The River Thames & the Lee Navigation (River Lea & River Stort)
The Thames is England’s premier river and much of English history has been lived, worked and fought over alongside this river. The river is tidal through central London up to Teddington Locks. Above Teddington it climbs through 45 manned locks to reach the limit of navigation near Lechlade. That’s about 94 miles, so allow a week at least to cruise.
Boats have travelled the Thames Valley between the port of London and Oxford from the twelfth century; palaces, castles, country houses, abbeys, water mills, historic villages and inns line its banks.
The Upper Thames winds through watermeadows to Lechslade. Below Oxford the banks are more heavily wooded, especially around Goring where the river cuts through the southern end of the Chiltern hills.
So much to see! The University city of Oxford , with a fine view of its spires from the river and a link to the Oxford Canal. Dorchester Abbey dating back to the 7th century, nearby Reading is the UK’s Silicon Valley and entrance to the Kennet & Avon canal. Henley’s Royal Regatta is held each July, Marlow has many fine Georgian buildings and Churchill’s Cliveden House and gardens high above a beautiful steeply wooded slope.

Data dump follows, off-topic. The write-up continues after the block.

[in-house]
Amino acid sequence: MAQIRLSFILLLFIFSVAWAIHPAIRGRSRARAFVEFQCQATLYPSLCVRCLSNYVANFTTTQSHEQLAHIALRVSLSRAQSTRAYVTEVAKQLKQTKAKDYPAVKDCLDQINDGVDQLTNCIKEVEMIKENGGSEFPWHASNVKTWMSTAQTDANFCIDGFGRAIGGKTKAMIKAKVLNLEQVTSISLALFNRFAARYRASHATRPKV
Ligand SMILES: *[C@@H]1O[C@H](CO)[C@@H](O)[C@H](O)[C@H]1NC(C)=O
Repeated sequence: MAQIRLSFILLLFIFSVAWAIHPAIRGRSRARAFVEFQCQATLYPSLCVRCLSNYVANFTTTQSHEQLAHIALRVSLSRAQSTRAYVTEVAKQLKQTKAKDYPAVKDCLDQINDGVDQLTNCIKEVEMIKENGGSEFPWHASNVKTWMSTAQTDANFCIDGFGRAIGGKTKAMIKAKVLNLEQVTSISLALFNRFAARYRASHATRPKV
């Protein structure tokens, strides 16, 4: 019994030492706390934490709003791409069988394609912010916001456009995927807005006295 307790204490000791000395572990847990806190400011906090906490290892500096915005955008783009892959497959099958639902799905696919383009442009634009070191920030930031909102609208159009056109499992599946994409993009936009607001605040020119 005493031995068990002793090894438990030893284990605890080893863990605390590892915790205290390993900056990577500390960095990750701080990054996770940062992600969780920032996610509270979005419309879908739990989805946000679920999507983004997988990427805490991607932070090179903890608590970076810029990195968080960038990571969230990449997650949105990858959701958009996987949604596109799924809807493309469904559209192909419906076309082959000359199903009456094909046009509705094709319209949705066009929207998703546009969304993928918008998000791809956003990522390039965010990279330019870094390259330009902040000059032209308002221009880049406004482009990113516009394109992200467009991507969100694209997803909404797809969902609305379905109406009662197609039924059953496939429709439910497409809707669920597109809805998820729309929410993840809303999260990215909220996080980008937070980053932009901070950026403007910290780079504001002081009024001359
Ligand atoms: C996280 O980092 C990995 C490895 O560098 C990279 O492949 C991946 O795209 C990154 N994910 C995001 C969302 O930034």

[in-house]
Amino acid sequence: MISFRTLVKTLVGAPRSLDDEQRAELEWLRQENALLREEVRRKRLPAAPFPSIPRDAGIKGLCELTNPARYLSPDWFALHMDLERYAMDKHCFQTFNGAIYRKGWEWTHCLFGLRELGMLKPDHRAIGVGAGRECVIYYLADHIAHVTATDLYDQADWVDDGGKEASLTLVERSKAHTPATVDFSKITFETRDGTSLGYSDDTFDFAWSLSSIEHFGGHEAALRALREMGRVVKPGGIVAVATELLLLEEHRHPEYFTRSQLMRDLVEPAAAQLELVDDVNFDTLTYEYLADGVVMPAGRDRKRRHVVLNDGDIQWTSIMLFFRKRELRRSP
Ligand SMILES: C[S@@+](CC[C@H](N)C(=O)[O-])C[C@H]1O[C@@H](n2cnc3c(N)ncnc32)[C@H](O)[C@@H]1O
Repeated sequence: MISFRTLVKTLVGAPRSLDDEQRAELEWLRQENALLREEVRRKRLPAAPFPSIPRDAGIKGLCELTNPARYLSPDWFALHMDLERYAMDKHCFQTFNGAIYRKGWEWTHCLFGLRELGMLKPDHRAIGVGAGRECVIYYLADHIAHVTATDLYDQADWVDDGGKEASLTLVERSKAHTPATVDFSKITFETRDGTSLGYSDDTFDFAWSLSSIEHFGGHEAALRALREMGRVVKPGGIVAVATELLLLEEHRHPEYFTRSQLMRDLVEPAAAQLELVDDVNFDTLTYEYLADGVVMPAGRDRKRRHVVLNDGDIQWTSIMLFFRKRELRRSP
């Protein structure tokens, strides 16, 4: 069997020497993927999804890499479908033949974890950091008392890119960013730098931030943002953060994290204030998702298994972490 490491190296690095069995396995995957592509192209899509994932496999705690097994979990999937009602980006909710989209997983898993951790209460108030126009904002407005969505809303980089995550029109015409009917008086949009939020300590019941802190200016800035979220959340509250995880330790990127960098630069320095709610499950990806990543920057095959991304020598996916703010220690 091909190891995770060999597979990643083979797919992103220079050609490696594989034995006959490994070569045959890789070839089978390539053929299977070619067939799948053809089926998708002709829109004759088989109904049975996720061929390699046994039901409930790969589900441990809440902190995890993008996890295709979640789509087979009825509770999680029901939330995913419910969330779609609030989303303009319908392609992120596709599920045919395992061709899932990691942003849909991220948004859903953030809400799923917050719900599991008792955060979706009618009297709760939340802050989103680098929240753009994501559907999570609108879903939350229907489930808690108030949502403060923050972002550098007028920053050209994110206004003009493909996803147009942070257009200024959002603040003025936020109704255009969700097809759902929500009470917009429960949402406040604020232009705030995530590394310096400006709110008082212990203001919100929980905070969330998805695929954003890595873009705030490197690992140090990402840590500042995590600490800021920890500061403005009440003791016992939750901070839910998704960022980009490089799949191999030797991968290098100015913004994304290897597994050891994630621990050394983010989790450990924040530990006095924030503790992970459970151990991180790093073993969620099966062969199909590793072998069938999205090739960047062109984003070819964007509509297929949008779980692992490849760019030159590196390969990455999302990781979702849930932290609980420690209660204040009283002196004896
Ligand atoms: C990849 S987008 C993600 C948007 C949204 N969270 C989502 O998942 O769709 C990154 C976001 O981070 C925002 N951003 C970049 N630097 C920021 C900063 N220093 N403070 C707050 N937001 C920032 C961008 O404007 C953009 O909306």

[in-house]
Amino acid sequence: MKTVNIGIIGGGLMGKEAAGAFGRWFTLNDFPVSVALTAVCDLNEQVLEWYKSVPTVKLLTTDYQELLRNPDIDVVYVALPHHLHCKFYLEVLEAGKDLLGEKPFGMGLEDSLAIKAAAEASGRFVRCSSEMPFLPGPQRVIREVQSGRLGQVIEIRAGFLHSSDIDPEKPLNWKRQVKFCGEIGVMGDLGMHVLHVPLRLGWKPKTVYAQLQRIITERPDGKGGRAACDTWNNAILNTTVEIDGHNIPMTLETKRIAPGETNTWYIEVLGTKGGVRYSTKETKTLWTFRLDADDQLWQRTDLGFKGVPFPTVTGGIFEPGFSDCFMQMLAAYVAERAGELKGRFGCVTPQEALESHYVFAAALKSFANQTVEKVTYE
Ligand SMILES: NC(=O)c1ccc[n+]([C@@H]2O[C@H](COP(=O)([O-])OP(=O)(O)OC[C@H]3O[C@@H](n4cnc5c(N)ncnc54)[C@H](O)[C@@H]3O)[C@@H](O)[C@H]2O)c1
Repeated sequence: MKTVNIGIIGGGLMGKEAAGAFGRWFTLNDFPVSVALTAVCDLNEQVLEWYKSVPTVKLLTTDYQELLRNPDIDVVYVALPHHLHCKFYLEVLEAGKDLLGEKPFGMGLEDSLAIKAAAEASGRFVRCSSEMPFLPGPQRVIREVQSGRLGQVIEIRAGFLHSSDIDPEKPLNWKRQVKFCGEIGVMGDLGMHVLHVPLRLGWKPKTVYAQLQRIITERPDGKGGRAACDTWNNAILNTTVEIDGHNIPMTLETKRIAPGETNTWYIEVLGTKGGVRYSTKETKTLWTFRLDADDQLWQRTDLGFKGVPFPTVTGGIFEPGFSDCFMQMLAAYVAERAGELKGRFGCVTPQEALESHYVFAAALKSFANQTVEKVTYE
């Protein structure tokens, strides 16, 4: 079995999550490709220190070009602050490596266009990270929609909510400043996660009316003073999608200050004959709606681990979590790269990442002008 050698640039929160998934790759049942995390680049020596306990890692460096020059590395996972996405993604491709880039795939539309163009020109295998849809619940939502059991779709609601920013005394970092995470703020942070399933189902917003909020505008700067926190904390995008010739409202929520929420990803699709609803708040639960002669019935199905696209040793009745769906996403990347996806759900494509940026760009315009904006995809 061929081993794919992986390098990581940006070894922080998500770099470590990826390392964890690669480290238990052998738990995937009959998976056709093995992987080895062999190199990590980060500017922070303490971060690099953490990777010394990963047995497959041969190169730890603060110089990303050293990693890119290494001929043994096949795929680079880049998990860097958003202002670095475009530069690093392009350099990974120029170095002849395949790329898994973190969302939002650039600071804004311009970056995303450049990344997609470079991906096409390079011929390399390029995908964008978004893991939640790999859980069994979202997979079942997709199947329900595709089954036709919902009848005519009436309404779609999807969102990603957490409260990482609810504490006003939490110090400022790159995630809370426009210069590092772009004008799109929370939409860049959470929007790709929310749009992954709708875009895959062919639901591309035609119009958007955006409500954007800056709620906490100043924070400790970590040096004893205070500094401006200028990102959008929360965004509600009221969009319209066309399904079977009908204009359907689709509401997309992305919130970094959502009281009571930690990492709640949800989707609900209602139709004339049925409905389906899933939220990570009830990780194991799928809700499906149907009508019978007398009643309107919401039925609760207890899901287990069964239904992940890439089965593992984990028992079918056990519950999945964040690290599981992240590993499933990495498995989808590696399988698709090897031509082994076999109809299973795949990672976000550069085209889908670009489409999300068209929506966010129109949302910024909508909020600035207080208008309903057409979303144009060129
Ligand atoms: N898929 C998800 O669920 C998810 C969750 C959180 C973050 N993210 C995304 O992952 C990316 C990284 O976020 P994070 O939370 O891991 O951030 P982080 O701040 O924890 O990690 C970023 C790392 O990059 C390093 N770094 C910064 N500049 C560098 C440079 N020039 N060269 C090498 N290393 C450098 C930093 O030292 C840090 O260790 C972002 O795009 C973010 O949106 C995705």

Windsor Castle, the largest inhabited castle in the world was the favourite home of Queen Elizabeth. It was restored to its full glory after a disastrous 1992 fire. A few miles downstream Runnymede is where King John signed the Magna Carta in 1215 and the Kennedy Memorial is sited, an English acre given to the American people. Hampton Court Palace is just before Teddington where the river becomes semi tidal. Closer to London modern dwellings of every fashion and colour line the banks, and the London river-front, past the Houses of Parliament and the Tower of London, is world famous. The canal system can be joined at Brentford or by carrying on along the commercial Thames through the heart of London to Limehouse basin, leaving the wide river to head for the sea.
The Lee Navigation
The Lee Navigation (River Lea and River Stort) meanders through the site of the 2012 London Olympics. Now known as the Lee Valley Regional Park it is busy with sports and leisure facilities. The waterways leads into some surprisingly watery, green and pleasant rural areas of Hertfordshire.